At age 98, Katherine Johnson was the only survivor of the 'Hidden Figures 3' to see her achievements depicted on film. In November 2015, President Barack Obama awarded her a Presidential Medal of Freedom for her work at NASA, and she was further honored the following year when a new $30m, 40,000-square-foot NASA building was named the Katherine G Johnson Computational Research Facility. See more »


It would seem that most all of the scenes involving vehicles were shot at one time with the same assortment of cars -- despite location -- appearing throughout the film, including a bright red Metropolitan sedan. Because these are all doubtless collector pieces leased for the film, all are in perfect, spotless condition, regardless of age. Further, a number -- including a blue '57 Thunderbird -- do not change position in the NASA parking lot despite shots being days, weeks, or months apart. See more »


John Glenn: Let's get the girl to check the numbers.
Al Harrison: The girl?
John Glenn: Yes, Sir.
Al Harrison: You mean Katherine?
John Glenn: Yes, Sir, the smart one. And if she says they're good, I'm ready to go.
See more »


Have A Good Time
Written by Boudleaux Bryant and Felice Bryant
Performed by Ruth Brown
Courtesy of Atlantic Recording Corp.
By arrangement with Warner Music Group Film and TV Licensing
See more »

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User Reviews

I can identify with this movie
18 July 2017 | by gp-13468See all my reviews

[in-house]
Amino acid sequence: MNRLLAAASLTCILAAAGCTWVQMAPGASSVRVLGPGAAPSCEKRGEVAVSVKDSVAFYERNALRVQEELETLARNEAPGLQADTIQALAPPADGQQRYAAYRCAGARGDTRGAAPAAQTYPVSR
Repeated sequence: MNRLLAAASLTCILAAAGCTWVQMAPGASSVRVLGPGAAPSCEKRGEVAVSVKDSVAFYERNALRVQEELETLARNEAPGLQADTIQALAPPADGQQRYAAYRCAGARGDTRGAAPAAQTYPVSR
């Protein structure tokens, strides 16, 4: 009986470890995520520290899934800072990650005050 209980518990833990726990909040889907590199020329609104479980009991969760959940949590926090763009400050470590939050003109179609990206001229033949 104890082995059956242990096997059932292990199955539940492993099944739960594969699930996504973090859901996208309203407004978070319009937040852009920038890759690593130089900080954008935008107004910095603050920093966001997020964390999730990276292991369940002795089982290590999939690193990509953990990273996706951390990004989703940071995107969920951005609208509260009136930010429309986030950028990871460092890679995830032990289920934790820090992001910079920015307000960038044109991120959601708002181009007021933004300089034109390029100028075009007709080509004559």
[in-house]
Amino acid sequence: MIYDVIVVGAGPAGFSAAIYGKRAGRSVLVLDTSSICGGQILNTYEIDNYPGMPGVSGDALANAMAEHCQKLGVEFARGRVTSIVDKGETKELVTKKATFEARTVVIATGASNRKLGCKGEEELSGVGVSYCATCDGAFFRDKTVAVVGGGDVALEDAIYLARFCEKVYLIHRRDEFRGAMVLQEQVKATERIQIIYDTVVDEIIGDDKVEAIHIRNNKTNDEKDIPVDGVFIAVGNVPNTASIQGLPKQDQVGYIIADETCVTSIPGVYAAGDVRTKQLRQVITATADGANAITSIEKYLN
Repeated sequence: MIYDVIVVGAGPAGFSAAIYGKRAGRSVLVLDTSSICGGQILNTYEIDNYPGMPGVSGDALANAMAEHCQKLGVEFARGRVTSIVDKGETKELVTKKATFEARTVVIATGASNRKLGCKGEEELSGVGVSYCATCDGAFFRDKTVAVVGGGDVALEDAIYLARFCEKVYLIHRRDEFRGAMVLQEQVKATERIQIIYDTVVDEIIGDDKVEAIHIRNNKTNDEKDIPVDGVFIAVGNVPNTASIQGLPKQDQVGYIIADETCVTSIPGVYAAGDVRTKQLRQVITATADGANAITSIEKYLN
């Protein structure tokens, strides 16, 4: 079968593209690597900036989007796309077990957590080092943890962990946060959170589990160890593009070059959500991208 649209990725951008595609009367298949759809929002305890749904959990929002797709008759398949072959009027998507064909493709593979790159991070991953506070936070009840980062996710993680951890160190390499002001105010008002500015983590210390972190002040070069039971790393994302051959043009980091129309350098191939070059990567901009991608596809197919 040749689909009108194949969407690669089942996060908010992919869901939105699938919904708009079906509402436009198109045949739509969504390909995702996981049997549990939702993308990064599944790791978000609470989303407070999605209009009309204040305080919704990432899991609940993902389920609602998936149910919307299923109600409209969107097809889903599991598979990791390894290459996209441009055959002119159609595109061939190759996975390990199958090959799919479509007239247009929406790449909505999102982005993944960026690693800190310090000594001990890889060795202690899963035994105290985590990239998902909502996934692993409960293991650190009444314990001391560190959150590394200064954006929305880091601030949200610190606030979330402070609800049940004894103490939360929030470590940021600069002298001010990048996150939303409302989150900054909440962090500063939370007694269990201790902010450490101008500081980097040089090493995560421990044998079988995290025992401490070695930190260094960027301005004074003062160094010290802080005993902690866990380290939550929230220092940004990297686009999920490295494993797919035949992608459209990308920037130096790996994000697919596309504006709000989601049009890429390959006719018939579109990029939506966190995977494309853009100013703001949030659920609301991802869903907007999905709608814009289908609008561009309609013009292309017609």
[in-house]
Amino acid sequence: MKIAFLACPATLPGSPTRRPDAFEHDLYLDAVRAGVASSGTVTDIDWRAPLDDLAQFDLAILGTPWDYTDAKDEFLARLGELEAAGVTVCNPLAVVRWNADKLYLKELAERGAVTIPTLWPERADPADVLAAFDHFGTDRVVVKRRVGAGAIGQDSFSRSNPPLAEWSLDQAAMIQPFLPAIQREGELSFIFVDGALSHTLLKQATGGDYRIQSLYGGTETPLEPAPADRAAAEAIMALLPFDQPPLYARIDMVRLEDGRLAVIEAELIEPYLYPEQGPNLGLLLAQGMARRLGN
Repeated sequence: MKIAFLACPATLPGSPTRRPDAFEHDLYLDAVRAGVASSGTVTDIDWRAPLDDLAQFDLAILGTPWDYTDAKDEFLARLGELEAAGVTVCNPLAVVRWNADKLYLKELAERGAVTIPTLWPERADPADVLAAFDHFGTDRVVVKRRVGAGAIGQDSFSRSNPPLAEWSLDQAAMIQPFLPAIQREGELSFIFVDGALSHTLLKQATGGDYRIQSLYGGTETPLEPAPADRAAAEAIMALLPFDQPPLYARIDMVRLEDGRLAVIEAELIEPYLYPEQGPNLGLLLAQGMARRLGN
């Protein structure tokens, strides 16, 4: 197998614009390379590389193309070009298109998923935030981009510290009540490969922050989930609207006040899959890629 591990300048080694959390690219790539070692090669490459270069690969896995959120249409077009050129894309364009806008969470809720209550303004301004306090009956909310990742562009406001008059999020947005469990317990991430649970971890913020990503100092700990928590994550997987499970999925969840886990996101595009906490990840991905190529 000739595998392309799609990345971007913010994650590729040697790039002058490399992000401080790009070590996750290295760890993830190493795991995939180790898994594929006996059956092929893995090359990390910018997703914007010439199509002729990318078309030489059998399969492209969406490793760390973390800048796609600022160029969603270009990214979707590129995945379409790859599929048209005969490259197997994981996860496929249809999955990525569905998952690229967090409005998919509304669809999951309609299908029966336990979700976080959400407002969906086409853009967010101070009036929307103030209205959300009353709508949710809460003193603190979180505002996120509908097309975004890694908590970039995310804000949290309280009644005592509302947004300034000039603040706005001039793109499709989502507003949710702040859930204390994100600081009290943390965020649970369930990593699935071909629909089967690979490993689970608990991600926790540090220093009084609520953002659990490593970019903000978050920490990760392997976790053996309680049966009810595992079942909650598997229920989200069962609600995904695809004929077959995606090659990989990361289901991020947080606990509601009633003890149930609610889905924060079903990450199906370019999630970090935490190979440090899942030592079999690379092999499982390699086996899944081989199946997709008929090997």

My grandson advised me to watch this movie. I'm not much of a movie watcher but was greatly impressed with the movie. I was employed by a major company in the late 60's This movie occurred a little before that. I was actually a teen when John Glen took his trip into space. I and many other blacks had no knowledge of this crew of women and how they contributed to the NASA project. In the late 60's, there were race riots and lots of racial conflicts. I remember in my senior year, Westinghouse Electric was located in a black community but had no black employees. They came to the black high schools and wanted the top 3 stenographers from each school to apply to their company. This was based on efforts from the community to hire black employees. We were tested. We all had to have 3.8-4.0 QPA's and be able to type 80-100 words per minute and transcribe at 100 wpm. I was 1 of the lucky ones. I had an academic diploma with business classes as my minor. Ten women were hired. I was so excited. But the minute I walked out on the floor, all eyes were on me. There were no black/white bathrooms, but we were pushed to the back of the line and not allowed to use the mirrors until all the white girls had left the restrooms. It wasn't a rule, but we were shoved to the back. We were laughed at and talked about in front of our faces. But under no circumstances was I going to allow somebody else to take this job away from me. We took it! We were treated like we were from a 3rd world country. The white girls didn't even know how to change the typewriter ribbons. Their typing speeds only had to be 45-50 to get in. Shucks, I had to be the best! I was awed to have typed on the IBM Selectric typewriter. The same one in the movie! But we had to care for their machines as well as our own. In high school we only had manuals. Eventually I went to Univ of Pgh. to study accounting at night. I took all of the courses required to get out of the steno pool, but was consistently turned down 10 years trying to become an Accounting Clerk. While whites with less education and less seniority were chosen over and over again over me. I had to type for the controller, because of my super fast, error free statistical typing skills while his secretary filed her nails and poured coffee. Of course, I was never paid what she made. To make a long story short, we black women stayed. Some of us for 40 years. It took years before we were looked at like humans--before people would talk to us, eat at the same lunch table, sometimes they would make us wait last to get on the elevators to go home. But over the course of 10- 40 years, we earned that respect. We did become manager secretaries. We did earn engineering degrees at night and worked our way up. We did end up with white women becoming our best friends. We became their bridesmaids instead of their maids. We went to their parties, instead of cleaning up after the parties. This movie may make some people uncomfortable, and perhaps you don't believe it was like that for smart black women, actually any black person. But believe me, I am a living witness at age 67 to recall the bigotry and hatred I once experienced as a young woman 18 years old, only to retire from the company with much respect. Many of my friends that started when I started, are still in touch. We always laugh and say "We were the first." Because we knocked down those walls of prejudice and differences and created a path for people of all colors to follow. I loved the movie. I only wished that those women had been recognized a little sooner for their contributions to the NASA PROJECT. The portrayal of bigotry and indifference is real. It really did happen in the 60's. As a child I remember the black/white bathrooms--not being allowed in Howard Johnson's on the turnpike and going shopping in the department store via the back warehouse door. Katherine was older than me. Did she run almost a mile to the bathroom? Maybe, maybe not. But don't judge this movie based on that. Some real prejudices were worse than that. History cannot be changed, only learned about. I am proud to be a part of that growing history along with Katherine.